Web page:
So the banking system does not need more capital in order to increase credit extensions to the household sector. In fact, the two principal categories of household debt — mortgage loans and revolving credit, continue to decline as American families slowly shed unsupportable debt. The only reason total household debt appears to be stabilizing in recent quarters is that student loan volumes are soaring, but this growth is being funded entirely by the Bank of Uncle Sam now that private bank loan guarantees have been eliminated.
Indeed, the startling fact is that the approximate $1 trillion of student loans outstanding — sub-prime credits by definition — now exceed the $830 billion of total credit card debt by a wide margin. While this latest student loan bubble will end no better than the earlier credit bubbles, the larger fact remains that the household sector is only in the early stages of deleveraging. Not the least of the self-evident motivating forces here is that the leading edge of the household sector — the 78 million strong baby boom generation — appears to be figuring out that it is not 1975 anymore, and that retirement and old age are approaching at a gallop.
This obvious household deleveraging trend remains a mystery to the Fed and to the Wall Street stock peddlers who occasionally moonlight as economists. One recent air ball offered up by the latter is that the ratio of debt to disposable personal income (DPI) has dropped materially, and that this proves the household sector has been healed financially and is ready to borrow again. Specifically, the household debt-to-DPI ratio has fallen to 116% from a peak of 130% in late 2007.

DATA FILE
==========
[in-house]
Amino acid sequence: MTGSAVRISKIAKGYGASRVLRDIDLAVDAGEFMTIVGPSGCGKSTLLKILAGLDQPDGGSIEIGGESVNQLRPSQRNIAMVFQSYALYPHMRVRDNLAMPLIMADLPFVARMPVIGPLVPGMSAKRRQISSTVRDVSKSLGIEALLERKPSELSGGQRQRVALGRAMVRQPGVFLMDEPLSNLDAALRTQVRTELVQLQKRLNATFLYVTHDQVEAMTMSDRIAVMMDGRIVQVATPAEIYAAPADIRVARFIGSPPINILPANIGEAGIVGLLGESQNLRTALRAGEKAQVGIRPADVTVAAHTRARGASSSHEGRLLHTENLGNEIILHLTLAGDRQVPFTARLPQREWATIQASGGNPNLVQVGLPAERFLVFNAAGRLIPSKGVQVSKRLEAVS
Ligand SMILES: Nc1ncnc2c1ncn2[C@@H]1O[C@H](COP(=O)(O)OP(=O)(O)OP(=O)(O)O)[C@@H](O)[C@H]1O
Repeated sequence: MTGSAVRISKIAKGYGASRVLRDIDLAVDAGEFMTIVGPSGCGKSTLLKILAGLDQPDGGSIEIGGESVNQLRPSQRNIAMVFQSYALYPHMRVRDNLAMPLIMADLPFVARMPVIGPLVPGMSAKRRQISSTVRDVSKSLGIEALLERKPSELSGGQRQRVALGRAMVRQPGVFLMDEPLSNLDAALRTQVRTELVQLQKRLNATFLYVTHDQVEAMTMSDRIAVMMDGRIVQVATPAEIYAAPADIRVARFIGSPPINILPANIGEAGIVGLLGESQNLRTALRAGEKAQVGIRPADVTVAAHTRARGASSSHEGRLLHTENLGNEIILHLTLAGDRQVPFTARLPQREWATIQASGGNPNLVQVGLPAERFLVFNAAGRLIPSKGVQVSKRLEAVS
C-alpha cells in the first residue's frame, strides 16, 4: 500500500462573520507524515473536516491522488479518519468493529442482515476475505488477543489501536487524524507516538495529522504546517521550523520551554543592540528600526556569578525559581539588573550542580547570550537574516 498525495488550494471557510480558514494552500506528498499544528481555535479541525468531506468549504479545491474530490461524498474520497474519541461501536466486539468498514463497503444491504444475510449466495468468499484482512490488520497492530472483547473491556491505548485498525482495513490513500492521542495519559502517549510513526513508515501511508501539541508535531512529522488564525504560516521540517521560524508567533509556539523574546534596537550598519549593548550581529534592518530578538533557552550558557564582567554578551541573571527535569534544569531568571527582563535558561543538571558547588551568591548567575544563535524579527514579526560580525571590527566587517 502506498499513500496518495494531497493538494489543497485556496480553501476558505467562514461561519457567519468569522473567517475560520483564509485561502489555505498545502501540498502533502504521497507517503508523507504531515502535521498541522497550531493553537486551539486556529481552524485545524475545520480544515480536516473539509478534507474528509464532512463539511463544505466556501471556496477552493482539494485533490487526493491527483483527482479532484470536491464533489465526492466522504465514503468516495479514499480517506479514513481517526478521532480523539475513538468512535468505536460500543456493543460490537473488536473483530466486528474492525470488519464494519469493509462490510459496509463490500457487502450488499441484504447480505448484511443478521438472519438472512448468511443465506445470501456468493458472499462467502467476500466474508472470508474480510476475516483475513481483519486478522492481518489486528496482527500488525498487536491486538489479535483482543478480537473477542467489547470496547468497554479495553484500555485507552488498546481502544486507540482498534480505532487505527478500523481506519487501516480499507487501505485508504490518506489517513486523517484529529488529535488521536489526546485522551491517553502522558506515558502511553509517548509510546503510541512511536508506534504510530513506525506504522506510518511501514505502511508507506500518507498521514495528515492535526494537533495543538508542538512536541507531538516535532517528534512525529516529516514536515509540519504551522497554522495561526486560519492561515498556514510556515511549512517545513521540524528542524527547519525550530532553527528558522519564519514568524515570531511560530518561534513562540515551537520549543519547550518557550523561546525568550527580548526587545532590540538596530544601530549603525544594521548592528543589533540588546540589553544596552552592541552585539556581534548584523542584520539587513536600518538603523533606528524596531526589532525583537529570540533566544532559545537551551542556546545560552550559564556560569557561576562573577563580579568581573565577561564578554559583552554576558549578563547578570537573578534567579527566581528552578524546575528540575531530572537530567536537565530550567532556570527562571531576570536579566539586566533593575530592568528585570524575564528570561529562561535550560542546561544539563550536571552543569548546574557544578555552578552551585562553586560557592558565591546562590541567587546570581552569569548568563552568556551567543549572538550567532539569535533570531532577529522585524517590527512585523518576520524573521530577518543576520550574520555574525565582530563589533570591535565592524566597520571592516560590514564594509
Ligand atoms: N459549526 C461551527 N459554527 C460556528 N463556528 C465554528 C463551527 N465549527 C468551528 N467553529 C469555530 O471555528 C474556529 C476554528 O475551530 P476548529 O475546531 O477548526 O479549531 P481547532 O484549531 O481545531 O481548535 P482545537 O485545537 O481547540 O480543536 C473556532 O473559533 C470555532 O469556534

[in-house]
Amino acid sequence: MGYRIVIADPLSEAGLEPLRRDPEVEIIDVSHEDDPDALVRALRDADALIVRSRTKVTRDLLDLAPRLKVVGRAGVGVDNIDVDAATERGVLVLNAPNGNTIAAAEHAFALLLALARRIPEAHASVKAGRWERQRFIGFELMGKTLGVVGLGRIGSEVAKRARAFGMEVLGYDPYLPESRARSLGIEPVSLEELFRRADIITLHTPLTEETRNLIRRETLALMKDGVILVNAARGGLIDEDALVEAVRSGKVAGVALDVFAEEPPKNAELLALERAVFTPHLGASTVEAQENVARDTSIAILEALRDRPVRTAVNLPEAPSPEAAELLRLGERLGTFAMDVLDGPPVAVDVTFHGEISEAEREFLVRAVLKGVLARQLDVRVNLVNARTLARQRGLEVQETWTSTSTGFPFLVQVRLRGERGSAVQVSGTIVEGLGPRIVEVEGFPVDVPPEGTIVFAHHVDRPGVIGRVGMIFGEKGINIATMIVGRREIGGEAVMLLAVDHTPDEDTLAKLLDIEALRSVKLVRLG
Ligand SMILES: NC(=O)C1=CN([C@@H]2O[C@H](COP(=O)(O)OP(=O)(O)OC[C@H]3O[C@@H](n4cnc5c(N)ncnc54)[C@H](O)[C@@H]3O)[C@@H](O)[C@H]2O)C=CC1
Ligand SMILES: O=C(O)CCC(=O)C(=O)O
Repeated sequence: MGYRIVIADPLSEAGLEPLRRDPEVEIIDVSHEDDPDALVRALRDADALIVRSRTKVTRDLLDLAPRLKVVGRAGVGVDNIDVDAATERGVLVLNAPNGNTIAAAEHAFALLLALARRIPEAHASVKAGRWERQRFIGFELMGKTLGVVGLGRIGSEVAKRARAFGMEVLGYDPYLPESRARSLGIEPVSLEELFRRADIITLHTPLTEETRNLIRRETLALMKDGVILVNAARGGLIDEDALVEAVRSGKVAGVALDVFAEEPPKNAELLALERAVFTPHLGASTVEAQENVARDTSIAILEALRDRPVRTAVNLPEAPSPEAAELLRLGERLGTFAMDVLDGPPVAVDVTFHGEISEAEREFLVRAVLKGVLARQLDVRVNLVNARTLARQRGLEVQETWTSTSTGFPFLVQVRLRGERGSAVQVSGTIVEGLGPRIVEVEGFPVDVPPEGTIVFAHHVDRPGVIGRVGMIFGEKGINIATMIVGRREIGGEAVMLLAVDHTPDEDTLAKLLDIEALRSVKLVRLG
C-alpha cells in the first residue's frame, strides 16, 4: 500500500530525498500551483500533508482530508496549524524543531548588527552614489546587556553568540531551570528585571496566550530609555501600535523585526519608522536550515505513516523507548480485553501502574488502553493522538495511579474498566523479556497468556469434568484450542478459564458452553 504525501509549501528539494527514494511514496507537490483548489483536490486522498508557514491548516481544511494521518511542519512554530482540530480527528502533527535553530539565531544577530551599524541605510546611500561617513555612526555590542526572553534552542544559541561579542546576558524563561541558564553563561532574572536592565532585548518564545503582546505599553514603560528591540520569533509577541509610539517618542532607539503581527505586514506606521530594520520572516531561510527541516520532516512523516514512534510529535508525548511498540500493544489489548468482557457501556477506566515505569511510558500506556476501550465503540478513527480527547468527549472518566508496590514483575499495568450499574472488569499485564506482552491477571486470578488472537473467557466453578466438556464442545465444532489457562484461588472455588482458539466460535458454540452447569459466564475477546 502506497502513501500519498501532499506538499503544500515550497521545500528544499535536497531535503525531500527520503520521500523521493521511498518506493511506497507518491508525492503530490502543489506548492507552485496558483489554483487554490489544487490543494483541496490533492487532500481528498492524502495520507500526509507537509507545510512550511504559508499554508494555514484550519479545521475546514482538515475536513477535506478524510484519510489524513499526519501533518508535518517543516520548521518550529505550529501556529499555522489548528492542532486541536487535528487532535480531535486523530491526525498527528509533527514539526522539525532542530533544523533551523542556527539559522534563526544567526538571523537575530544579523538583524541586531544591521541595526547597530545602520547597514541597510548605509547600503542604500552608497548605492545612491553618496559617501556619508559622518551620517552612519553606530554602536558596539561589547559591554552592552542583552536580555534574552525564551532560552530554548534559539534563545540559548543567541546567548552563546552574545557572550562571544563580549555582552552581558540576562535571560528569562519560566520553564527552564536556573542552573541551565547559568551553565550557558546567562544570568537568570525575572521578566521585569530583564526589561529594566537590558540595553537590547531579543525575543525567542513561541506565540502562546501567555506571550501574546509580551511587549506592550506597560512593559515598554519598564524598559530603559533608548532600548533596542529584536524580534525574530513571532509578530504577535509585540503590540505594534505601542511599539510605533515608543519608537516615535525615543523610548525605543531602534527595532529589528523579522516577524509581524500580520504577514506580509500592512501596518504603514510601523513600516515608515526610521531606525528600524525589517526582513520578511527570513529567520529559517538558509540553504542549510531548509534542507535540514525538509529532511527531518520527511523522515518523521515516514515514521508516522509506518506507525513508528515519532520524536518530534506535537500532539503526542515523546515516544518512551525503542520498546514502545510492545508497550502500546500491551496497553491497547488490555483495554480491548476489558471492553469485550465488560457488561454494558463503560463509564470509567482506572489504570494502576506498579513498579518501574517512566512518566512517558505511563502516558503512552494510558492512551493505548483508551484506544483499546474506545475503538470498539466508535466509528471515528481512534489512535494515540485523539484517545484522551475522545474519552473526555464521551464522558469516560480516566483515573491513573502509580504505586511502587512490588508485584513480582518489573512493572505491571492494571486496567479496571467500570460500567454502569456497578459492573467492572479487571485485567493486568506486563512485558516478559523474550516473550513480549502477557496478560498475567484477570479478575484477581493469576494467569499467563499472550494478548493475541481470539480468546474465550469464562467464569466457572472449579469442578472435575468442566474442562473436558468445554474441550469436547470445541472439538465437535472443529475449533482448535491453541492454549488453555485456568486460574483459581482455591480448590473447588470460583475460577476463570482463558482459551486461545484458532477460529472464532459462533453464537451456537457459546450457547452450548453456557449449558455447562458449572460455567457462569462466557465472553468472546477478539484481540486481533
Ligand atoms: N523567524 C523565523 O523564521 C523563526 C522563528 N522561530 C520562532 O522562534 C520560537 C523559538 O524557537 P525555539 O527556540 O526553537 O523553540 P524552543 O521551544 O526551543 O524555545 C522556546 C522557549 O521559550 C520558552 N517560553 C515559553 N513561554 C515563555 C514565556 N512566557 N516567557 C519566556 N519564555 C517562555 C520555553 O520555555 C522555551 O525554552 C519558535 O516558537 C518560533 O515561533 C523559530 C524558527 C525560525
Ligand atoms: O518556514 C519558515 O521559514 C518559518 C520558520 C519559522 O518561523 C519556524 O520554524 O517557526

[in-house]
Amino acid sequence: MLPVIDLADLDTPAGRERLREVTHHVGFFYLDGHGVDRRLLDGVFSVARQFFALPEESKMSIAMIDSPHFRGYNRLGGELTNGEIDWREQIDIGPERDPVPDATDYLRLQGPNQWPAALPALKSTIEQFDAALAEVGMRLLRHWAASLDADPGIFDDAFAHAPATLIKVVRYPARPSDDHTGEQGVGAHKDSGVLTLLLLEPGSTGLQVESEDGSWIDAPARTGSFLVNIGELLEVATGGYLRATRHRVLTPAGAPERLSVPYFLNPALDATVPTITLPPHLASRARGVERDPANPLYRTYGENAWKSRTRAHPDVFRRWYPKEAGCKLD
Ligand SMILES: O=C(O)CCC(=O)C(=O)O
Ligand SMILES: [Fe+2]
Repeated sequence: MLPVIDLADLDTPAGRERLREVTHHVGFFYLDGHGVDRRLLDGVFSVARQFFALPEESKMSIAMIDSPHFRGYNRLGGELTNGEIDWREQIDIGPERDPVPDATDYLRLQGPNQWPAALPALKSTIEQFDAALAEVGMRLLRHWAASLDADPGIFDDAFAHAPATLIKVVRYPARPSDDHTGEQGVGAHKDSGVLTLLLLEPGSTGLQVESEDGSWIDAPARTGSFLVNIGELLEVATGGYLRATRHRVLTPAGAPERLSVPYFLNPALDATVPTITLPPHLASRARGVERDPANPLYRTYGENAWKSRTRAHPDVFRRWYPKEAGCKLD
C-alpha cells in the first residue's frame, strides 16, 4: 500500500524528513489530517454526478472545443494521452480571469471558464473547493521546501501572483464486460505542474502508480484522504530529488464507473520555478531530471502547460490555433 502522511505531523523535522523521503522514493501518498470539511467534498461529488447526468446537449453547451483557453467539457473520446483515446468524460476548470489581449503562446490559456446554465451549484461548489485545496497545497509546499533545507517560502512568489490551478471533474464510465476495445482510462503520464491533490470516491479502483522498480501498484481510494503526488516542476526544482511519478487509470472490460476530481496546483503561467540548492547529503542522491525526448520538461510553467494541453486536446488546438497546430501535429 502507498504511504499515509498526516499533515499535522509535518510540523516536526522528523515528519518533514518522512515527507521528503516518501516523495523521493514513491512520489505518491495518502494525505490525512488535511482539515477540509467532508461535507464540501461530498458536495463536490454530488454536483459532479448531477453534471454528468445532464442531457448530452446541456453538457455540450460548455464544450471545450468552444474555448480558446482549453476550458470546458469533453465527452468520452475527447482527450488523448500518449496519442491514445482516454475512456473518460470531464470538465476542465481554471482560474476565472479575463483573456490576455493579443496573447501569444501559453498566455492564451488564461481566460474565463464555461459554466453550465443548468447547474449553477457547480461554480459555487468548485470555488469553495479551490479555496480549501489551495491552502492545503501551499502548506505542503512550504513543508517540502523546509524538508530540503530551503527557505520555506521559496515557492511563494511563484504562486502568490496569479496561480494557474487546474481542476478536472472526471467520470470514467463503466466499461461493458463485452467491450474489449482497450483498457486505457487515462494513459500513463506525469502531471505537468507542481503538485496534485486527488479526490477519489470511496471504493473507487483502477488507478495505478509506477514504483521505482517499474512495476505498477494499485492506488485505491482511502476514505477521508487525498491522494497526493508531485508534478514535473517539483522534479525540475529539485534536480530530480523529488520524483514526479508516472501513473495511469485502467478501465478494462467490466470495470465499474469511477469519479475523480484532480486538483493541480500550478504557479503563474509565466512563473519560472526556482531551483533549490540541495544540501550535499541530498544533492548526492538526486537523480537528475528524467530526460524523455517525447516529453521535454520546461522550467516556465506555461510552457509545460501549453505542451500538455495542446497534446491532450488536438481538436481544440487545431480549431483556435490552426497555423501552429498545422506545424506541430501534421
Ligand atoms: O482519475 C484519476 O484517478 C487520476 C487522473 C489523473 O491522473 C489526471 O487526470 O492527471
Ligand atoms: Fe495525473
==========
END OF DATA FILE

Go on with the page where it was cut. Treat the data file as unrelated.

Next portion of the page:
Never mind that this measure of household financial health stood at just 62% back during the healthier climes of 1975. It is evident that even the modest improvement in this ratio during the last three years is a statistical illusion. It turns out that the debt-to-DPI ratio is improving mainly because the denominator has gained about $885 billion or 8.3% since the end of 2007.
Yet this gain in DPI has nothing whatsoever to do with an improved debt carrying capacity in the household sector. Thanks to the more or less continuous riot of Keynesian stimulus in Washington since early 2008, we have had a tax holiday and a transfer payment bonanza. Specifically, in the three years since the fourth quarter 2007 peak, personal taxes are down at a $312 billion annual rate (which adds to DPI, an after-tax measure) and transfer payments are up by a $572 billion annual rate.
Both of these are components of DPI, and taken together ($884 billion) they account, quite astoundingly, for 99.8% of the DPI gain since Q4 2007. Moreover, it does not take a lot of figuring to see that these trends won’t last. The Federal tax take is now less than 15% of GDP — the lowest level since 1950 — and will be rising year-after-year in the decade ahead, as will personal tax burdens at the state and local level.